Operating department director (Poland) • Ensuring efficient and safe working environment
• Monitoring quality of service indicators
• Enforcing legal requirements, standards, policies and best practices
• Managing day-to-day FM operations
Operating department director (Europe)
IT department director • Aligning IT strategy with business goals of an organization
• Planning, building, maintaining and overhauling IT infrastructure
• Managing software development projects
• Ensuring availability and security of IT services
• Integrating both in-house and external IT solutions
Finance department director • Financial planning and fundraising
• Managing budget utilization
• Enforcing accounting policies and conducting internal audits
• Carrying out feasibility studies and improving returns on investments

SESCOM’s DDBM components

Model component Model component description Relations with other nodes Remarks and inhibitors
Sale proposition design SESCOM perceives data-based products as a novel class of services delivered to customers – fueled by multi-determinant analytics, profound business domain knowledge and scalable IT architectures. Key and measurable business values that might be provided with the assistance of data services include reduction of power consumption, its costs, streamlining overall FM process costs and optimization of a budget for investment. Analytical products can be categorized in accordance with reference models (Brownlow et al., 2015):
1. Descriptive (what has happened?) – reports and KPIs based on history;
2. Predictive (what could happen? – predictive models, forecasting);
3. Prescriptive (what should happen? – simulations)
Data products demand marketing support to promote sale propositions, which were established in accordance with data management policy. At a certain DDBM maturity level, the sales department was included in BICC’s operational activity to master data products and monetize them Delivering data products means providing them on-demand, permanently, with scalability and security accounted for. Rather than e-mail attachments (e.g. Excel spreadsheets), customers prefer interfacing via a dedicated application or a Web interface. Entire service is many a time established on platforms and applications that rely on a cloud-based infrastructure. While SESCOM is, generally speaking, not a software company, currently it is forced to act like software companies when delivering data products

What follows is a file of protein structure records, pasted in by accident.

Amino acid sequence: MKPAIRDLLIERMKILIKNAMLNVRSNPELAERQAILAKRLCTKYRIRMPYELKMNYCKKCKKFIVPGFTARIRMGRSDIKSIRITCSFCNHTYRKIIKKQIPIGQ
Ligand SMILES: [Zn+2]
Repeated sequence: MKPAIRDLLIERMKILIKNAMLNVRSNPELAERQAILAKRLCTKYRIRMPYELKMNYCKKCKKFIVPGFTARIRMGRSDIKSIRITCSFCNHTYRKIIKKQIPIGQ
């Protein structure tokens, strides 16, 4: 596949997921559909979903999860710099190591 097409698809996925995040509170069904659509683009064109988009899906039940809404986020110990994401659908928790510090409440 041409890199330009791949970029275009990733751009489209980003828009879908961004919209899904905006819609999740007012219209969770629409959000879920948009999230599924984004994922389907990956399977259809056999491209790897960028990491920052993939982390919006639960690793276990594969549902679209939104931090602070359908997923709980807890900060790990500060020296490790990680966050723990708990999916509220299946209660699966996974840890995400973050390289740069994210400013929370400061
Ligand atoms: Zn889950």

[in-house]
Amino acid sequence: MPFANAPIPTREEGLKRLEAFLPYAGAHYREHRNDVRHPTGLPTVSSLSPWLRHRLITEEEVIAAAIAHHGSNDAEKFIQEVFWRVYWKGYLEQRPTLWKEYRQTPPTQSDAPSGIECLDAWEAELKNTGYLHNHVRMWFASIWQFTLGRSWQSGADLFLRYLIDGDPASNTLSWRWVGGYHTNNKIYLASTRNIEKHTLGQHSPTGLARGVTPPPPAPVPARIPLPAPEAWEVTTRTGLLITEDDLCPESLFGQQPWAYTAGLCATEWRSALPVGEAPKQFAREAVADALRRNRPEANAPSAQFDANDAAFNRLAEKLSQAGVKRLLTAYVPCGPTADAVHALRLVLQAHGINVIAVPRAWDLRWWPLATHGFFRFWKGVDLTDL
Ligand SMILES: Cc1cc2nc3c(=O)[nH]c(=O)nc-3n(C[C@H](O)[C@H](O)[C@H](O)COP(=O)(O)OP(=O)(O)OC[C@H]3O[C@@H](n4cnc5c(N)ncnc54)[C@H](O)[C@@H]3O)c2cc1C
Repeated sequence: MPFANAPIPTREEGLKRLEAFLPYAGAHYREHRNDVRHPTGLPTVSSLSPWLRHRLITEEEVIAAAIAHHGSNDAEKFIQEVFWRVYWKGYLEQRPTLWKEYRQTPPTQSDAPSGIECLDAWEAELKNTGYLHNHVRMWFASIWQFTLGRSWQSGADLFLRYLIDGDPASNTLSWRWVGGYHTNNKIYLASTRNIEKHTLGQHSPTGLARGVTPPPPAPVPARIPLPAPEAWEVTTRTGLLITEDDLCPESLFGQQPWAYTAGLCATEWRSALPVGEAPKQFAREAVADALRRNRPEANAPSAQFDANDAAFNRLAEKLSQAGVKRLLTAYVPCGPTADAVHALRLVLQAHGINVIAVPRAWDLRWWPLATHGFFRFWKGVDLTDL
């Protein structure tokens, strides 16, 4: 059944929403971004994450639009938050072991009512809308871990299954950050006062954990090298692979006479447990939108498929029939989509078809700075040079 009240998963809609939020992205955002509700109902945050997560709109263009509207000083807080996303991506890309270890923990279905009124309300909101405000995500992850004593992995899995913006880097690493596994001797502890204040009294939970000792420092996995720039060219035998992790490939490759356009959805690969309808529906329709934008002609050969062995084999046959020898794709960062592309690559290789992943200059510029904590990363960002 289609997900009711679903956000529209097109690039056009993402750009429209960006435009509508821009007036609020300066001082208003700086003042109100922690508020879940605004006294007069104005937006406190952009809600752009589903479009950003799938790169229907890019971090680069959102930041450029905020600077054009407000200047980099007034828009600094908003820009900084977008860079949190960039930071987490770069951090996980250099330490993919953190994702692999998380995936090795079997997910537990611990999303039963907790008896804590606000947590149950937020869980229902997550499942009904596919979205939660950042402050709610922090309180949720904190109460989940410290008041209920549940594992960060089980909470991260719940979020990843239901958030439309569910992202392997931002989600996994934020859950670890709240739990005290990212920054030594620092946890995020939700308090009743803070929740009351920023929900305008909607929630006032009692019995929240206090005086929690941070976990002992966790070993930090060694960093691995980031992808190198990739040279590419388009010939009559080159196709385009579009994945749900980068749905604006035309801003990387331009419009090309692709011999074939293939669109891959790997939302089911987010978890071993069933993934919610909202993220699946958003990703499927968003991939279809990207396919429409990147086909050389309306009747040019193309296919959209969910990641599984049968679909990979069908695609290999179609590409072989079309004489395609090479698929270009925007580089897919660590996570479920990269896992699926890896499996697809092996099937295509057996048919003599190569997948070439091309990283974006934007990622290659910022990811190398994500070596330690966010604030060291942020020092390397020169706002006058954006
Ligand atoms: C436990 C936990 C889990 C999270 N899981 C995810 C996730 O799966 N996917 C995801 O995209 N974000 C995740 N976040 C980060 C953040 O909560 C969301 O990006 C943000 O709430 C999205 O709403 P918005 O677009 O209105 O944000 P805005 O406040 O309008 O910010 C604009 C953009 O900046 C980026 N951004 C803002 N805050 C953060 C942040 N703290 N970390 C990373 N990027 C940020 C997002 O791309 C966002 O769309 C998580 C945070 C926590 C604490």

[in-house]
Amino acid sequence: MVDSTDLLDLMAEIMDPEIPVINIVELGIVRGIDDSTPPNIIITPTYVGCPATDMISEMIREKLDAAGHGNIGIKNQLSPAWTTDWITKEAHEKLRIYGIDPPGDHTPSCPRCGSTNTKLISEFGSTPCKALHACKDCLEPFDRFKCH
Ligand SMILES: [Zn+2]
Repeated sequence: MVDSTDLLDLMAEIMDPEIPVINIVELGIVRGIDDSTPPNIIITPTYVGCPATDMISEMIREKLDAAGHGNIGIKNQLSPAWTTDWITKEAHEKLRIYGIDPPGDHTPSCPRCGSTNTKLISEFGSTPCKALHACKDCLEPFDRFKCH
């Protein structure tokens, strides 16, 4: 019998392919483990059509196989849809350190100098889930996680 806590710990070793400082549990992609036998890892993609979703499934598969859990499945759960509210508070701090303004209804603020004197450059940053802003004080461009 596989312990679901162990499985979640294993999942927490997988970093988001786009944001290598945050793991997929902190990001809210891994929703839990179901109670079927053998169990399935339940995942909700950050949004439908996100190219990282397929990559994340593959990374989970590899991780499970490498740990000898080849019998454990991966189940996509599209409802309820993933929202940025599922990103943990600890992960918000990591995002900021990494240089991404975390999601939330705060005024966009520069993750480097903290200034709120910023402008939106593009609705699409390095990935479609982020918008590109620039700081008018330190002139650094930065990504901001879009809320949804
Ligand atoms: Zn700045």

Revenue approach development The company initiated the process of developing a BI solution and providing data products. Four revenue models are considered:
1. Customers cover a subscription price periodically to gain access to data-based products. A list of data products provided is set up in advance
2. On-demand subscription that relies on a customer to subscribe to a given product on an “ad-hoc” basis
3. Software licensing – customers use raw data to create/tailor products on their own, using the BI tool provided by SESCOM
4. Experts used by the company analyze data and charge customers for consulting based on a lump sum (fixed amount for the entire venture) or reimbursable (per hour consulting fees) contracts
The revenue approach seizes all DDBM dimensions. Any change in these dimensions can affect the revenue Each benefit mode can depend on:
• The number of facilities under maintenance;
• The number and complexity of data products;
• Other conditions agreed upon in the contract, where data products are becoming the FM service package
Some customers expect remuneration based on the following criteria:
• Level of commercial success achieved, e.g. success fee dependent on a reduction in power consumption as the result of consulting provided and introduced;
• The accomplishment of specific projects